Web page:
Traditional Wood Toddler Bed

Submitted by Ana White on Wed, 10/12/2011 - 12:19
Difficulty
Intermediate
| Print this plan

About Project

Build your own toddler solid wood bed inspired by Pottery Barn Kids Catalina Toddler Bed!  This do it yourself free plan is easy to build and can save you hundreds off the retail!

By using standard off the shelf materials and an inexpensive piece of beadboard wainscoting  you can build this bed for about $35 in lumber - and that's real solid wood!

We have just been incredibly busy trying our darnedest to get a roof to shed snow over the Momplex ... and we are still hopeful! But I still want to post plans that you can make in time for Christmas. Thank you so much for being patient with me ... just cannot wait to start building furniture for the Momplex!

I know we have been doing alot of projects with pocket holes, and many of you do not have a pocket hole jig. Over my years of building, if I could go back, I would have invested in a jig at the beginning. Projects are easier to build, you need less material because you don't have to do blocking and such, and the end results tend to be stronger and generally better. If you can justify buying a jig with the savings of not buying the bed, it will be money well spent.

Can you build this bed with a countersink bit? Absolutely.

Best luck building!
Ana

Dimensions
Fits 27 1/2" x 51 1/2" Crib Mattress

Preparation

Shopping List

2 - 2x2 @ 8 feet long

1 - 1x6 @ 8 feet long
1 - 1x6 @ 10 feet long
5 - 1x3 @ 8 feet long
2 - 1x2 @ 8 feet long
1 - beadboard wainscoting like this from Lowes
1" finish nails
Common Materials
Cut List

3 - 1x6 @ 27 1/2"
2 - 2x2 @ 24"
1 - Beadboard Paneling @ 23" high x 30 1/2" wide cut to fit
2 - 2x2 @ 10"
2 - 1x6 @ 50 3/4"

GUARDRAILS
4 - 1x2 @ 11"
4 - 1x2 @ 24 1/2"

SLATS
2 - 2x2 @ 51 1/2"
15 - 1x3 @ 27 1/2"

Tools
Tape Measure
Speed Square
Pencil
Safety Glasses
Hearing Protection
Kreg Jig
Drill
Circular Saw
Jigsaw
Brad Nailer
Power Sander
Drill Bit Set
General Instructions

Please read through the entire plan and all comments before beginning this project. It is also advisable to review the Getting Started Section. Take all necessary precautions to build safely and smartly. Work on a clean level surface, free of imperfections or debris. Always use straight boards. Check for square after each step. Always predrill holes before attaching with screws. Use glue with finish nails for a stronger hold. Wipe excess glue off bare wood for stained projects, as dried glue will not take stain. Be safe, have fun, and ask for help if you need it. Good luck!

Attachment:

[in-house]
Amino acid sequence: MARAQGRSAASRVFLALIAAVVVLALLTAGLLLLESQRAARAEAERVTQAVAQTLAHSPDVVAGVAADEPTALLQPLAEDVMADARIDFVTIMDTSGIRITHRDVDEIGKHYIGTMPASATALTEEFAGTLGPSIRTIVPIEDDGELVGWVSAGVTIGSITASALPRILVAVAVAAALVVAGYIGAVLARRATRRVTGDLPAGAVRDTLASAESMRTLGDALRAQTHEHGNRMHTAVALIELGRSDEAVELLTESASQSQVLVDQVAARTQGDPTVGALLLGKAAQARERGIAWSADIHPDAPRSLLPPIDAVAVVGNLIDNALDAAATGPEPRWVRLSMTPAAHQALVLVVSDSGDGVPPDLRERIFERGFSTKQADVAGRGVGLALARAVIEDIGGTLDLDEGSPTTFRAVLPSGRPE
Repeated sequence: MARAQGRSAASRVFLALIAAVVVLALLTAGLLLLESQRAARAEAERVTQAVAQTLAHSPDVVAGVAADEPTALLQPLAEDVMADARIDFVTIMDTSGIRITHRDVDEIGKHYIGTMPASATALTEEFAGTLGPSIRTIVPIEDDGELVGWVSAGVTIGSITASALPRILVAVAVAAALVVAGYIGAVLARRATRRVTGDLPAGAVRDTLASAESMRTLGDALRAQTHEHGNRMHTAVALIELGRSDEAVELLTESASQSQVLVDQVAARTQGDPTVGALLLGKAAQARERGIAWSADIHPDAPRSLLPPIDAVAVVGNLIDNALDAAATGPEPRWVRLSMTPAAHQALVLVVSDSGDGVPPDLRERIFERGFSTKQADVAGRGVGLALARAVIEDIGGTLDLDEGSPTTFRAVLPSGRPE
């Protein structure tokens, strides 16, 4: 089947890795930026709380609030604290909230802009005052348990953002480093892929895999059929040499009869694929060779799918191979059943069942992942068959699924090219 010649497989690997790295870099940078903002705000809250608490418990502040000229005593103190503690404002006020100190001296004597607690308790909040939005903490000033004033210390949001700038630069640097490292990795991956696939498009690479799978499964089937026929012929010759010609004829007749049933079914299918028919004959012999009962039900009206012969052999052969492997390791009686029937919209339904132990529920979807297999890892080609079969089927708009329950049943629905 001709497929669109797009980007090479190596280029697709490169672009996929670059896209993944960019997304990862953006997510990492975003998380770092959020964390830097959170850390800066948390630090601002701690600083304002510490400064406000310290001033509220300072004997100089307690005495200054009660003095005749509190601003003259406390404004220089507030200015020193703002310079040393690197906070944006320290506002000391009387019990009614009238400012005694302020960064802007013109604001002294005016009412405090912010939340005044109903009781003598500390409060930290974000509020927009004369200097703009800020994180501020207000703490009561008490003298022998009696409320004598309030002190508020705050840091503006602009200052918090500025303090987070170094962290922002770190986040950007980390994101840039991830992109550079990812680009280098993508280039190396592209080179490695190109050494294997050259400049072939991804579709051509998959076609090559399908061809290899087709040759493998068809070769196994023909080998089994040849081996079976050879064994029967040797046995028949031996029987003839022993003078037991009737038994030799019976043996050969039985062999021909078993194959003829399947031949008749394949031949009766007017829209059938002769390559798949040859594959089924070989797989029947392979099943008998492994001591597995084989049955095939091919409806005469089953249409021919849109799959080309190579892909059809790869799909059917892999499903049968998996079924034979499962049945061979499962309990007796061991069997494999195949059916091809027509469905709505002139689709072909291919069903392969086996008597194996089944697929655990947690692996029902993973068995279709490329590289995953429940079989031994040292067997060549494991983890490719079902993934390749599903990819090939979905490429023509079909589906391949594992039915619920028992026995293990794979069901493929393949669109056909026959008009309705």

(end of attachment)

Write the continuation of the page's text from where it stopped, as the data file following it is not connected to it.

Instructions

Step 1

With one of the 1x6 boards, cut out the header shape as shown above. I recommend using a piece of legal sized paper to create a pattern, and trace that pattern on both sides so both are identical. Use a jigsaw and carefully cut. Follow by sanding until you are satisfied.

Step 2

With the header cut, go ahead and drill Kreg Jig pocket holes on ends and attach to legs as shown in diagram.

Step 3

Trace the shape of the headboard on to your beadboard paneling. Cut shape out slightly smaller so your edges are not visible from front. Tack on with 1" finish nails and wood glue.

Step 4

Build your footboard as shown above.

Step 5

Step 6

Guardrails should be a piece of cake. Just make sure you round the front corner. For stronger guardrail attachment, use 1/4" bolts, 2" long, with nuts and washers through predrilled 1/4" bolt holes.

Step 7

Now the cleats. Measure and mark the insides of your siderails 2" down. Attach cleats with 2" screws and wood glue.

TIP: Predrill holes with your countersink bit every 6-8" with the cleats on your work surface. Then screw in place.

Step 8

Now add the slats! I found that closer slat spacing is better for crib mattresses because the mattresses themselves are so flimsy. Plus, a little foot could slip through wider spacing.

Using 1x3 boards - which are about $1.50 each - you will only need 5 total 1x3s. The difference between wider spaced slats and narrower spaced slats is about the cost of a fancy cup of coffee.

Finishing Instructions
Preparation Instructions
Fill all holes with wood filler and let dry. Apply additional coats of wood filler as needed. When wood filler is completely dry, sand the project in the direction of the wood grain with 120 grit sandpaper. Vacuum sanded project to remove sanding residue. Remove all sanding residue on work surfaces as well. Wipe project clean with damp cloth.

It is always recommended to apply a test coat on a hidden area or scrap piece to ensure color evenness and adhesion. Use primer or wood conditioner as needed.

Comments

Guest (not verified)

Tue, 10/18/2011 - 18:51